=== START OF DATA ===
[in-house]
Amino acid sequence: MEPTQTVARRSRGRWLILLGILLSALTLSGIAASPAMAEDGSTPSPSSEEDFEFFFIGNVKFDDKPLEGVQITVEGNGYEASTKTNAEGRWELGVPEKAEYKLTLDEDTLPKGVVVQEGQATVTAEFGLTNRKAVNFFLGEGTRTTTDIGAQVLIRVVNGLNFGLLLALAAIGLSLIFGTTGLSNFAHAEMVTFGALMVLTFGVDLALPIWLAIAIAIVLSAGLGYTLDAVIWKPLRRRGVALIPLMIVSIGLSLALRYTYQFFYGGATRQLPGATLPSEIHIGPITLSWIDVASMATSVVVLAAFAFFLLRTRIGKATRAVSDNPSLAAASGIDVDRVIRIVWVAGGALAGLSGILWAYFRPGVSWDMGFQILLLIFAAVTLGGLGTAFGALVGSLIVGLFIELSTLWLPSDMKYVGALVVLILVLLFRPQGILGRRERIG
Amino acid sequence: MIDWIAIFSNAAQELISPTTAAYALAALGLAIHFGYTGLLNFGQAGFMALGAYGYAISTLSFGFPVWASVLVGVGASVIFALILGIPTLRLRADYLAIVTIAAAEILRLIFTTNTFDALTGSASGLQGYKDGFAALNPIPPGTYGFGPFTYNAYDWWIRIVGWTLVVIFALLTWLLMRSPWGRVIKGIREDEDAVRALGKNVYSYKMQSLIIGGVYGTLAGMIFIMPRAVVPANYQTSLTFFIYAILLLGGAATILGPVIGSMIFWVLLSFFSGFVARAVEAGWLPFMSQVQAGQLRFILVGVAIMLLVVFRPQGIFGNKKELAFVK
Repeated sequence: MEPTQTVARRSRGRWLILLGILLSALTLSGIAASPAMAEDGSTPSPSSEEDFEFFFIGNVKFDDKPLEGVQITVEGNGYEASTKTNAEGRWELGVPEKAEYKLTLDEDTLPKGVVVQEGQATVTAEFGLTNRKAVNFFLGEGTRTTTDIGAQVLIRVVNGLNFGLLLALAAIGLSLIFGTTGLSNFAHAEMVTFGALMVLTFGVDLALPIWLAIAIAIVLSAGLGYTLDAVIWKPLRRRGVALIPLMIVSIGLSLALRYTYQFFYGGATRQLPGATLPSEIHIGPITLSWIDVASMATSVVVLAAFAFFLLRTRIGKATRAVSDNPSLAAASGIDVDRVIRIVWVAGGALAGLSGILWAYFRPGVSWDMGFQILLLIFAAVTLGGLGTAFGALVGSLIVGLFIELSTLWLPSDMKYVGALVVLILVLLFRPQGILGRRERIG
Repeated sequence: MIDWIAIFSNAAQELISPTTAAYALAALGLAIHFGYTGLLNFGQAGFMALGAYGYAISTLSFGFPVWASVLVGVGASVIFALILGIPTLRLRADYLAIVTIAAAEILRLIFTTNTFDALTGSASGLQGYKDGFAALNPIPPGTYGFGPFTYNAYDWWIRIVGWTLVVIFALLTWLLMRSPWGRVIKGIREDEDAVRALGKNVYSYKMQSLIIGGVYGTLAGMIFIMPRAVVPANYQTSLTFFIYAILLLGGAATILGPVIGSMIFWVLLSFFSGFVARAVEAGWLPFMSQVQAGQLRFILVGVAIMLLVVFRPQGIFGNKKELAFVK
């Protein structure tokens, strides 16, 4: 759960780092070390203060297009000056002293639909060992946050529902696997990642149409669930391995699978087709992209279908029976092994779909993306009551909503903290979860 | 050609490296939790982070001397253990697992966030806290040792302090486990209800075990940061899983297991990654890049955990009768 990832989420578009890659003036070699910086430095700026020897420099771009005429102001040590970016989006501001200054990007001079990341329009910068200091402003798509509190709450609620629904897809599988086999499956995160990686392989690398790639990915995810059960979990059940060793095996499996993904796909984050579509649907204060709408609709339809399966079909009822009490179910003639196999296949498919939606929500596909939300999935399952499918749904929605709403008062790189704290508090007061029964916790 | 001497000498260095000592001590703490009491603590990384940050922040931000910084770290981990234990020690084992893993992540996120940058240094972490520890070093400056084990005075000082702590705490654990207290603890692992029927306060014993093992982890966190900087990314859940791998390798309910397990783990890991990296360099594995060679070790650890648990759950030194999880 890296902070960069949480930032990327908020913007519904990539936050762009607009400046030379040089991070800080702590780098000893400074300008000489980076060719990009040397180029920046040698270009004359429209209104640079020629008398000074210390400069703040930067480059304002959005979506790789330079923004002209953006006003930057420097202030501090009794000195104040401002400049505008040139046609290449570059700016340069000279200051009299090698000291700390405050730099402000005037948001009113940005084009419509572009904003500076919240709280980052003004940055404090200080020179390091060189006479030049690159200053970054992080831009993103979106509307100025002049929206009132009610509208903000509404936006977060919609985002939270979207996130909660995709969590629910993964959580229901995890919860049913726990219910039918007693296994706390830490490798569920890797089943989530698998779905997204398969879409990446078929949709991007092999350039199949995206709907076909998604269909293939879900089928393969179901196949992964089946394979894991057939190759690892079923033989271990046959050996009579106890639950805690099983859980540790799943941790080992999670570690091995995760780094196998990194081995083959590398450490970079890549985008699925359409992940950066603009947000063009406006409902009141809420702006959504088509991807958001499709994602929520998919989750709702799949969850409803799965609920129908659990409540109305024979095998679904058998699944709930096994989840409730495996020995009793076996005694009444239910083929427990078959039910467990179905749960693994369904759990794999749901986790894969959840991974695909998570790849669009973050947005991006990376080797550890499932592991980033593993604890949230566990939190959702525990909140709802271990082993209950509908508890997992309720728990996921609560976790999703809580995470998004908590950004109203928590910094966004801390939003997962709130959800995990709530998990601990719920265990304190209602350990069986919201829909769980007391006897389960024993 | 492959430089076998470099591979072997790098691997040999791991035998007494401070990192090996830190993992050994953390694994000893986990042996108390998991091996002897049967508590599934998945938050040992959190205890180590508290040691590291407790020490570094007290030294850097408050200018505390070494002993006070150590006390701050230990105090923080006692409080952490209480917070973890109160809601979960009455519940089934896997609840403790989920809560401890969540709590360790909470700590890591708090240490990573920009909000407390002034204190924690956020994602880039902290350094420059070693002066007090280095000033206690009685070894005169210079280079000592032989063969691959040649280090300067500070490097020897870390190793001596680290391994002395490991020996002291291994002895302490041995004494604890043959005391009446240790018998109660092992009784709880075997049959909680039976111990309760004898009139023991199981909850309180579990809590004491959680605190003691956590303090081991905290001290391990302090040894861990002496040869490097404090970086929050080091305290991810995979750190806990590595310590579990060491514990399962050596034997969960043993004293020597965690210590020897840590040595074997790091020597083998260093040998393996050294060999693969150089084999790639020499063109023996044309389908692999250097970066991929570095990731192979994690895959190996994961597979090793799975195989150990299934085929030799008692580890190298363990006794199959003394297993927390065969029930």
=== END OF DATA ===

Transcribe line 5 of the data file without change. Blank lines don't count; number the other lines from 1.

Repeated sequence: MIDWIAIFSNAAQELISPTTAAYALAALGLAIHFGYTGLLNFGQAGFMALGAYGYAISTLSFGFPVWASVLVGVGASVIFALILGIPTLRLRADYLAIVTIAAAEILRLIFTTNTFDALTGSASGLQGYKDGFAALNPIPPGTYGFGPFTYNAYDWWIRIVGWTLVVIFALLTWLLMRSPWGRVIKGIREDEDAVRALGKNVYSYKMQSLIIGGVYGTLAGMIFIMPRAVVPANYQTSLTFFIYAILLLGGAATILGPVIGSMIFWVLLSFFSGFVARAVEAGWLPFMSQVQAGQLRFILVGVAIMLLVVFRPQGIFGNKKELAFVK